It concerned the balance sheets, spending plans and refinancing opportunities of six large multinational firms (Rio Tinto, Xstrata, ArcelorMittal, Lafarge, Tata Steel and Cemex):
Lulled by expectations that industrialisation in China and other developing countries would ensure sustained demand, leading firms in the steel, cement and mining industries have entered the recession with far more debt than is normally viewed as prudent.
Borrowing levels that seemed manageable in the boom now look rather high. Might they even pose a threat to these firms’ survival?
There are no quick fixes. Raising equity is tricky since investors have been sucked dry by capital-hungry banks. Disposals could occur only at miserly prices, if at all, because most potential buyers have no access to funds themselves. Rio has abandoned plans to raise $10 billion from asset sales this year, for example.
Relying on debt markets would be foolhardy: ArcelorMittal has managed to roll over some of its French commercial paper in recent weeks, but the prospects of being able to borrow large amounts on normal terms are bleak.
[In] the fight to survive the biggest weapons are cuts in production and capital spending. ArcelorMittal has led the way on the former, with a reduction of output by one-third that even its chairman, Lakshmi Mittal, calls “very aggressive”. The cuts to investment plans are as dramatic: ArcelorMittal, Lafarge and Cemex have sliced their budgets for next year by between one-third and one-half, and on December 10th Rio cut its planned capital expenditure in 2009 from $9 billion to $4 billion. Xstrata has yet to announce its plans but a 50% reduction is possible. For the six firms combined, this would mean a $15 billion boost in annual cashflow—equivalent to about 18 months’ worth of interest costs.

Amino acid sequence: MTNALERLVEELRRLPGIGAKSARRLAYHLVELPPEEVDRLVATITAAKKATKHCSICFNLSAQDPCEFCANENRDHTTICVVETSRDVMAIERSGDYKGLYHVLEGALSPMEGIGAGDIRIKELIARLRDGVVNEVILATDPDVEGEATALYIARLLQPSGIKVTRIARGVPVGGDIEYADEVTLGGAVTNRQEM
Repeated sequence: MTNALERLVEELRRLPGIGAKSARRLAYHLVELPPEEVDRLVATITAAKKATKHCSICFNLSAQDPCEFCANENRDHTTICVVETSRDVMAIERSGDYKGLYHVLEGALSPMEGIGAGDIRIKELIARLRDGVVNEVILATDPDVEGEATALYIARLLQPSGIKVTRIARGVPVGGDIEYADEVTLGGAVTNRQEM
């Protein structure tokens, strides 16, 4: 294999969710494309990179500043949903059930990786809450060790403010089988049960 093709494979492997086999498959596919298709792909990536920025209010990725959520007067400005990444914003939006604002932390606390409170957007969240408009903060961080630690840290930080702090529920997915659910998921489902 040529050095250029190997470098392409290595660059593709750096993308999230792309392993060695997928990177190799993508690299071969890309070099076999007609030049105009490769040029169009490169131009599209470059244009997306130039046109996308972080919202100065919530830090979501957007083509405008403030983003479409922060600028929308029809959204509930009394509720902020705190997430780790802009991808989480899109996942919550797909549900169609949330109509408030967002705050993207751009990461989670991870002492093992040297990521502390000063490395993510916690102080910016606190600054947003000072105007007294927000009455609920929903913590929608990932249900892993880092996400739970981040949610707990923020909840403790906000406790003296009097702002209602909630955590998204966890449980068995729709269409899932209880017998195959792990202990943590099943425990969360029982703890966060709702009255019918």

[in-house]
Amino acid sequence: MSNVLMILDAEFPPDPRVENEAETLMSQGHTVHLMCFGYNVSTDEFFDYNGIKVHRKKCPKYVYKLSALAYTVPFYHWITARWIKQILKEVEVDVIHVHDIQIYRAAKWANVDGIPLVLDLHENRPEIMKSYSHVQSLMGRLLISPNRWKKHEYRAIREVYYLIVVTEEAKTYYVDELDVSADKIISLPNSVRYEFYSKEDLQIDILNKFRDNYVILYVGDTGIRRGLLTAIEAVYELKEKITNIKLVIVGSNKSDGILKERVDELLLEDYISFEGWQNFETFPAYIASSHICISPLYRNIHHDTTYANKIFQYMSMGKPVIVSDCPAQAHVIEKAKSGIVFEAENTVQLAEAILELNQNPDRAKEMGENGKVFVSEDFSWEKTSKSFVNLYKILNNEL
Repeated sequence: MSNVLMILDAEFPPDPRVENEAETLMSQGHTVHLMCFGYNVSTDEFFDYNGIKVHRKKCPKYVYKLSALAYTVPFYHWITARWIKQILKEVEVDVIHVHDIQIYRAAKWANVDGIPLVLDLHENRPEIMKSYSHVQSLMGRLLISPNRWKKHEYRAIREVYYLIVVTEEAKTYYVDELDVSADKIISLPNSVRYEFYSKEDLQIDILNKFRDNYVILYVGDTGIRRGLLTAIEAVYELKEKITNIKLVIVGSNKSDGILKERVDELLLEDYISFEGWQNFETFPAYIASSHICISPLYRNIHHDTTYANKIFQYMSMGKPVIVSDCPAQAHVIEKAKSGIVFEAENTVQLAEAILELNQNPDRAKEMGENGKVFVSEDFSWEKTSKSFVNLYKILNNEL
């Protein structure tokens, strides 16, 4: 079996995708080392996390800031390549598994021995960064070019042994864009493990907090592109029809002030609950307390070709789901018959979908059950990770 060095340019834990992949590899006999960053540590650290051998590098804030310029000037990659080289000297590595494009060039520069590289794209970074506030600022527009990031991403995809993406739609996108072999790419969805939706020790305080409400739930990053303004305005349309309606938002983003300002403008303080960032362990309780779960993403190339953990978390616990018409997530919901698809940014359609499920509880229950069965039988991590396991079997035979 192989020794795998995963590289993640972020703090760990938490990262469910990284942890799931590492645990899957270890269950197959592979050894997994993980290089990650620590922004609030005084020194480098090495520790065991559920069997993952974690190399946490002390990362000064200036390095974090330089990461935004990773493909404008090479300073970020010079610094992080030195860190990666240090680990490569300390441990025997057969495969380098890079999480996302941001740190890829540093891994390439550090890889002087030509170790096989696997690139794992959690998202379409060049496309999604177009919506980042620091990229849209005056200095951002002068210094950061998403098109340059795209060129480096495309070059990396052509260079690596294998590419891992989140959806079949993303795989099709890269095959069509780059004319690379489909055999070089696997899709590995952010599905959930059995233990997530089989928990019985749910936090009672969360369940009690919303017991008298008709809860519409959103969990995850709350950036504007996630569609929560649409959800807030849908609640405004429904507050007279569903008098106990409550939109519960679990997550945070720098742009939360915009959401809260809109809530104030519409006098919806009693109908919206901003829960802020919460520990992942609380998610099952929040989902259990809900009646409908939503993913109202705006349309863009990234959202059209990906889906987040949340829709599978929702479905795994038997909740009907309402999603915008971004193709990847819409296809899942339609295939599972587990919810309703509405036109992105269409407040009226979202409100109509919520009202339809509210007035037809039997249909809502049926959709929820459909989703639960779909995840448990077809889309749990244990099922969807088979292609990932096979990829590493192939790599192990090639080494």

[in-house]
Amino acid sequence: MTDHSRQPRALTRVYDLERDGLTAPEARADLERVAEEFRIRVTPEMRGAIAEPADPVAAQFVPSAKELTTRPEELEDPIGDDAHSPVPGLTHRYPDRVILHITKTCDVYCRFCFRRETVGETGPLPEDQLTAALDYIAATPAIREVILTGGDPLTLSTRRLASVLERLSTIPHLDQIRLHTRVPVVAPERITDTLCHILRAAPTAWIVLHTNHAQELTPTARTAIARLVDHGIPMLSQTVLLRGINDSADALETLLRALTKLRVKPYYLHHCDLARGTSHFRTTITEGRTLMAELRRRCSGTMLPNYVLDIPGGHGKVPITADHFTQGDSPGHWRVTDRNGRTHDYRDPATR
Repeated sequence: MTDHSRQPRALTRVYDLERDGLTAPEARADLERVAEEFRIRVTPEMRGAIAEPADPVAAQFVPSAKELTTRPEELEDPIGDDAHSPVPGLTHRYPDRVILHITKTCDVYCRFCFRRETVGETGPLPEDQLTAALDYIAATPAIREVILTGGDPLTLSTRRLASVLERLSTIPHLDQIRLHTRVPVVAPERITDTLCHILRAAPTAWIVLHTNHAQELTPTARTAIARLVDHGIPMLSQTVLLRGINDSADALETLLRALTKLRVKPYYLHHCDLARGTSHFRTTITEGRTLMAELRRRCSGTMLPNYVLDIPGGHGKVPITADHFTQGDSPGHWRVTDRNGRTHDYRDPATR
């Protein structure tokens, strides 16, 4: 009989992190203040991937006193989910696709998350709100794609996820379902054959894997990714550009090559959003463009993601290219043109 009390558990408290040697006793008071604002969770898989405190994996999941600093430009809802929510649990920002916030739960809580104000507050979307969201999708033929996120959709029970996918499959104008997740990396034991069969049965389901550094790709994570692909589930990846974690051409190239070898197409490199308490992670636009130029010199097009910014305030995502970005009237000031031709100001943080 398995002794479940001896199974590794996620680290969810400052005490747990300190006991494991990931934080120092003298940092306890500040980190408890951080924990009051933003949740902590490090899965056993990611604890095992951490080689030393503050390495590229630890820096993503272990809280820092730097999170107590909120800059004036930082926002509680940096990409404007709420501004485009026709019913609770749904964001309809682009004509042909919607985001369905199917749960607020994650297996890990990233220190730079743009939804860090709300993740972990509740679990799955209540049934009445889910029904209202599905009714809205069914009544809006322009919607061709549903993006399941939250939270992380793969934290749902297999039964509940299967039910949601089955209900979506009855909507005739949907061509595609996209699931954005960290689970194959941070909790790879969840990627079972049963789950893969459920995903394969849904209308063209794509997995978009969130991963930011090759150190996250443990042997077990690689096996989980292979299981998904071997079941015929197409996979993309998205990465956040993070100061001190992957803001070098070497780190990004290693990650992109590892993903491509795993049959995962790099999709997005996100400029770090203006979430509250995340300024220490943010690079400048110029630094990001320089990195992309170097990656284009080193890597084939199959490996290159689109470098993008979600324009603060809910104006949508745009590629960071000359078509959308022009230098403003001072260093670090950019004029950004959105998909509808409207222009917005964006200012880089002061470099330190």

As it tries to repair its balance sheet, Fortescue faces higher lending costs, and advisors are encouraging the firm to seek funding through new equity issues.
What’s noteworthy from The Economist article is the observation that banks and other financial corporations absorb much of the supply of equity finance, leaving less available for industrial and commercial firms, particularly when they most need it. International banking regulations and specifically capital-adequacy requirements have been tightened since 2008, and the much-vaunted stability of Australian-based banks stems in large part from their relatively low leverage ratios (though I’ve suggested the scarcity of domestic government debt among bank assets makes them more fragile than commonly realized). It’s not usually recognized that this has reduced the equity finance available to non-financial corporations and thus has tended to increase their indebtedness.
In these circumstances, the ‘big weapon’ of cutting expenditure – along with selling assets and paying off debts out of current income – may help to repair the balance sheet of an individual firm such as Fortescue. But it means, of course, that less money is thrown into circulation and less income is generated for the company sector as a whole. This is the means by which difficulties are propagated to other firms and generalized debt deflation sets in.